How much does a polar bear weigh?
Answer: Enough to break the ice.
Okay, maybe it’s the cheesiest pickup line ever, but it accomplishes an important task: it opens the door to conversation.
The best sales conversation starters do the same. They tell a short story to open conversation — a story about what problem you can solve for other people and how it might help your prospect, too.
Make Your Story About the Solution
Successful companies don’t exist because people needed something to do. They exist because they solved someone’s problem.
Think about a screw company. No one said, “I’d just really like to make screws!” Instead, someone likely heard, “We need a screw for this material, and no one makes it.” They thought, “I could do it!” And now they have more orders than they can fill.
When you meet new prospects, center your story on the problem you solve. Explain, “Here’s what I do and here’s how it helps you.” It’s less about I and more about you. The story stays focused on the customer’s needs — you just happen to be delivering the solution.
With Callproof, sometimes when we’re meeting new prospects we don’t even show them the demo. Once we tell them why we exist, they say, “This is exactly what we need.” I just agree and show them where to sign.
People also like to know why you decided to solve the problem in the first place. Think about any reality show from Shark Tank to American Ninja Warrior. How do they introduce each contestant? They tell the story of why they do what they do. Why did they invent this new gadget? What pushed them to train so hard? Then, if we identify with their story, we’re rooting them on to the end. The story does two things: it captures our attention and then gives us something to believe in.
Apply this to sales. If you want people on board, start with a story worth listening to.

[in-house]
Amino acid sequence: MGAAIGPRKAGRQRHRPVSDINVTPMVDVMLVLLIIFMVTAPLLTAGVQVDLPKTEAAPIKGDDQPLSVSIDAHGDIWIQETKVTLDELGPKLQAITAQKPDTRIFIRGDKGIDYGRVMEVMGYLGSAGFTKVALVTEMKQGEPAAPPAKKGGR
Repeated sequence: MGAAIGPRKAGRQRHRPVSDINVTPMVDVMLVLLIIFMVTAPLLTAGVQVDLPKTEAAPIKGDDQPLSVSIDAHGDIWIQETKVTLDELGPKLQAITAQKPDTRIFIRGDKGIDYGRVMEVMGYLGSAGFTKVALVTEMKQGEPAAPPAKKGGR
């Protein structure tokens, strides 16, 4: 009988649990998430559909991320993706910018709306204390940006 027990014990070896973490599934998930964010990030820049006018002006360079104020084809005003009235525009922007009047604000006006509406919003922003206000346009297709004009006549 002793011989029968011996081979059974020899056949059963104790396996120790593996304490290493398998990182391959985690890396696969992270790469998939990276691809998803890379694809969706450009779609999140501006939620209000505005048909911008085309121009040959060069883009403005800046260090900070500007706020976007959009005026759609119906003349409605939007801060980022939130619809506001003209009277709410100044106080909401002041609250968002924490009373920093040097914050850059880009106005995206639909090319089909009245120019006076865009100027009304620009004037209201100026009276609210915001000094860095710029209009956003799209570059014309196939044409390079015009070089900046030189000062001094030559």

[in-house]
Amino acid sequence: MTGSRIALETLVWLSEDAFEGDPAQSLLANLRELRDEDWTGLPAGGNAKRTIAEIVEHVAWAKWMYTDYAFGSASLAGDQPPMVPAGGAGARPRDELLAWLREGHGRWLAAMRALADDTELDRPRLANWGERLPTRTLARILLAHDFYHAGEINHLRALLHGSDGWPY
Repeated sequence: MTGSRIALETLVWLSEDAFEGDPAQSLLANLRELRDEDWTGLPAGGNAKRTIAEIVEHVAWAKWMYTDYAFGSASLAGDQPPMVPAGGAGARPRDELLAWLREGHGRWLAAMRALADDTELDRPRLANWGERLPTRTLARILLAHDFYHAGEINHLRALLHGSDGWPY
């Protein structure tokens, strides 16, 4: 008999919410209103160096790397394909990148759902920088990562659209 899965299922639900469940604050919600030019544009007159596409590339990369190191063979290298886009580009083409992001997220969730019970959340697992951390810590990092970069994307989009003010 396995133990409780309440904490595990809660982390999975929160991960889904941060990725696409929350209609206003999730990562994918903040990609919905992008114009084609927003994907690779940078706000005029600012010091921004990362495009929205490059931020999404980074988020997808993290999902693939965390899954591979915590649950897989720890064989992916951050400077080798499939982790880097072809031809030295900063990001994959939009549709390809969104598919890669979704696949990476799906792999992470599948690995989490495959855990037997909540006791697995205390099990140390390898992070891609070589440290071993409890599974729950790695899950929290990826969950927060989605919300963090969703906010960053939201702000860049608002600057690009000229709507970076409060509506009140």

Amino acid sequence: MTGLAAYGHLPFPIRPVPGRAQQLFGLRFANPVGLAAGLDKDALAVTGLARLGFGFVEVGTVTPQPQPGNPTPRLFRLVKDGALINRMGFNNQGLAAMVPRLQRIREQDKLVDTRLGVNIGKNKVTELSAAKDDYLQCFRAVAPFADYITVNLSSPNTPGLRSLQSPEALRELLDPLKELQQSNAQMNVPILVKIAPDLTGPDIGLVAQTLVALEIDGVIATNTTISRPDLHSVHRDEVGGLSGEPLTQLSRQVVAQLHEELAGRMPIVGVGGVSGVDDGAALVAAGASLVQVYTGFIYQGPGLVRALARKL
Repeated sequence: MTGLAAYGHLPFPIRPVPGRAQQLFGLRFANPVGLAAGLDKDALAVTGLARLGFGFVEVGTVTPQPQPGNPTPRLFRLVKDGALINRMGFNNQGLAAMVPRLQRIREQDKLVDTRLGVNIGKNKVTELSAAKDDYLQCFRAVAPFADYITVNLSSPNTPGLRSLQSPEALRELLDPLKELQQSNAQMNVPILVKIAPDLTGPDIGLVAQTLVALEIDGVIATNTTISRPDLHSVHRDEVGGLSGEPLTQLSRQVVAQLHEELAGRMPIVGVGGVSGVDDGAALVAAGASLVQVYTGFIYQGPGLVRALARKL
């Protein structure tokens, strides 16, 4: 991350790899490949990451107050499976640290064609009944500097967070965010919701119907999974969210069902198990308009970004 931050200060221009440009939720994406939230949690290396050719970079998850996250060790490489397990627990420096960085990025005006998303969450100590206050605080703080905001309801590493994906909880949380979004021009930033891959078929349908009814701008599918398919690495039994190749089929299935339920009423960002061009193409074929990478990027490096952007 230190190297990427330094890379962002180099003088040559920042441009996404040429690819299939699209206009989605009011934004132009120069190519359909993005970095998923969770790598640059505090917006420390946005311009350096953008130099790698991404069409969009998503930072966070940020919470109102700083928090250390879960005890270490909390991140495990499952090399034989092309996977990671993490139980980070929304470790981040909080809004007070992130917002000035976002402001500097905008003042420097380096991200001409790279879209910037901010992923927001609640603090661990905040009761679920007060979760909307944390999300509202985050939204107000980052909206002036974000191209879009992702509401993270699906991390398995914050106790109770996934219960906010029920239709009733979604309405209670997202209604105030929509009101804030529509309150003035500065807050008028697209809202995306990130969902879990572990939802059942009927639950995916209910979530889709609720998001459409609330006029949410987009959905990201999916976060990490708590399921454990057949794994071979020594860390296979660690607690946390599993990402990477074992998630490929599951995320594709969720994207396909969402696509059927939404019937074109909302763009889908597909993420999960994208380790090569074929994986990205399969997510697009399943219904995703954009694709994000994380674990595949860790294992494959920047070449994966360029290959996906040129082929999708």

How to Tell Your Story
How do you come up with such a great hook for your future customers? First, describe how your company started. When were you first introduced to the problem you now solve?
Then think about your first two customers. What was their biggest problem and how did you help? What did your solution do for their business?
Sounds simple, right? But there’s a catch — you need to know why your customers use you. If you don’t know, ask them.
Once you identify the why, you’ll be able to tell a story that helps prospects envision how you’ll change things for them too.
Make the Sale
Then the story sells the product for you. You’ve built your pitch into the story when you tell them why people choose you. Don’t push a traditional sales pitch on them. You’ll never hear me spitting facts out about our 90% repeat customer rate, etc. Skip the statistics and stick with the story.
Then ask about them. What’s their story? They’ll tell you their story, the problem you solve will likely show up, and they’ll buy.
What About the Numbers?
When the conversation starts to get into the numbers and facts, be prepared. Either know the stats they want to know or set up a time for their technical people to connect with your technical people. Just keep the stats in perspective. The story will sell better than the fact sheet any day.
In case you’re still wondering about those polar bears, the females tip the scales at about 550 pounds and males at 990.